Spirits To Enforce Reviewed Part One: Accessibly Inaccessible
Another Thoroughly Entertaining Youngblood Theatre Show
Youngblood Theatre’s Spirits To Enforce opened last night to a near sell-out crowd. The Superhero/Shakespeare drama/comedy fusion piece was received quite well by the audience. Chicago playwright Mickle Maher’s script is easily one of the best I’ve ever seen staged. Spirits To Enforce brilliantly mixes the accessible with the inaccessible in a script so packed with details that it could easily stand-up to numerous trips to the theatre and numerous productions. The Youngblood Theatre production cleverly assembles all those clever little details into an exceedingly entertaining production. Stuff like this so rarely gets produced that it would be kind of tragic if the show wasn’t nearly sold-out every evening.
And in spite of the fact that there was a near-unanimous standing ovation for opening night, it’s safe to say that the play isn’t for everyone. I loved the script for reasons that were pretty specific to me, which is not altogether uncommon for pieces as generally esoteric as Maher’s Spirits To Enforce . . . everyone who likes these types of shows likes them for personal reasons . . .
TELEFUNDRAISING AND THE ARTS
The plot concerns a group of mostly out of costume superheroes who are making calls to raise funds and sell tickets for their upcoming production of Tempest. We, the audience are watching them as they make calls in something sort of like real time. With the studio theatre space being as intimate as it is, the audience enters into an alarmingly authentic call center atmosphere.
I know the call center is authentic because I’ve been there. I’ve done this sort of work. I’ve raised money for the various arts groups . . .out of state places like the Kennedy Center, closer to home, I’d done calls for UPAF (once inadvertently called actor Norman Moses and asked him for a donation . . . ) I’ve sold tickets for the Milwaukee Symphony and the Milwaukee Ballet among others. Youngblood director Michael Cotey has the atmosphere pretty much nailed. The audience walks-in and immediately you see the low-budget office atmosphere of a arts fundraising outfit . . . this happens to be on a superhero group’s submarine, but you still have the cheap phones, the cheap coffee, the cramped conditions . . .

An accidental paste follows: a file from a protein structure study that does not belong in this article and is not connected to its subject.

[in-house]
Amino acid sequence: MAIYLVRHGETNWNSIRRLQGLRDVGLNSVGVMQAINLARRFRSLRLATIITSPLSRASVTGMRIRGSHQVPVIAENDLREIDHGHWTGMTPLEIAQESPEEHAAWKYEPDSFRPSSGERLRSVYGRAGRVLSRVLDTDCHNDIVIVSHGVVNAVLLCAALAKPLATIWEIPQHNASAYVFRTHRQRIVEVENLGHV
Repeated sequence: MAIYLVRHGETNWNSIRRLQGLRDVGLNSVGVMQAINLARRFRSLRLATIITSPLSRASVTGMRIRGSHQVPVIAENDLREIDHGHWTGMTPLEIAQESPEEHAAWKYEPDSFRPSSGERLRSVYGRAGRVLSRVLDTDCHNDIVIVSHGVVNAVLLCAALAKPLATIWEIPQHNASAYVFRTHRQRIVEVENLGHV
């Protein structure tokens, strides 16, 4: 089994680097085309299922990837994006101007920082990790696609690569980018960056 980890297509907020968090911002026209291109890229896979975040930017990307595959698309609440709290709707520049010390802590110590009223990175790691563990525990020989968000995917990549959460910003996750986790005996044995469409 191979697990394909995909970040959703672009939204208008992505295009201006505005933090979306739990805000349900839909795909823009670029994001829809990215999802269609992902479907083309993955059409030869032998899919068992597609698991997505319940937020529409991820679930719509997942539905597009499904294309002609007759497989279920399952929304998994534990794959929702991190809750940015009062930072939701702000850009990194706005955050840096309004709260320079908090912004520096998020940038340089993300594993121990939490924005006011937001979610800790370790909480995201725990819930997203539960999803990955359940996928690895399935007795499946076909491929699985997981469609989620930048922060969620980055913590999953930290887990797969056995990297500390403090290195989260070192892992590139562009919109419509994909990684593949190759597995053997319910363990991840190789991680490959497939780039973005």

Evan Crain’s scenic design does a really good job of fusing the call center atmosphere with the dark feel of a contemporary superhero drama . . . the team in question—the Enforcers have a rather clever logo that can be seen on the walls and bits of costuming . . . the team’s initials look like twin fortresses with a dozen tiny, little slits at the top of them—one for each member of the team.
Eleanor Kingsely’s costume design is subtle enough . . . all dozen members of the tem are dressed pretty comfortably, largely out of costume, but with a few clever details thrown-in here and there. It may not live-up to the truly bizarre fashions found at some of the stranger independent call centers I’ve been to . . . I’ve worked alongside the facially tattooed, the pre-op and post-op transgendered individuals, young conservatives, men who look like old TV news anchors, people who insist on wearing pajamas to work for good luck. (And these were some of the most productive call centers I’d ever worked.) The call center atmosphere of Spirits To Enforce may not have quite that kind of atmosphere, but show’s director Michael Cotey has done a brilliant job of getting together a really, really talented group of people to carry the show’s rather novel call-center feel through a full ninety minutes without intermission.
Theatre is some modification to the traditional atmosphere and prospective audiences may be somewhat relieved to know that though this play has a non-traditional plot structure, it DOES modify the workplace atmosphere quite a bit for the sake of bringing across a story. And though the more sophisticated bits of call center humor are conspicuously absent here, there is quite a bit of humor here that is very specific to telefundraising in general and fundraising for the arts in particular. The brilliant thing that Maher does here in and amidst everything else is . . . he explores the need to ask strangers for money for the performing arts and how truly bizarre that really is . . . what it says about our culture as a whole. In an amidst everything else, Maher explores the nature of arts fundraising at a startling depth. Once one gets beyond the initially strange atmosphere, Spirits To Enforce has quite a bit to say about the innate need for art. It’s very captivating stuff.
Next: Spirits To Enforce Reviewed Part Two: Actors, Shakespeare and Super heroes.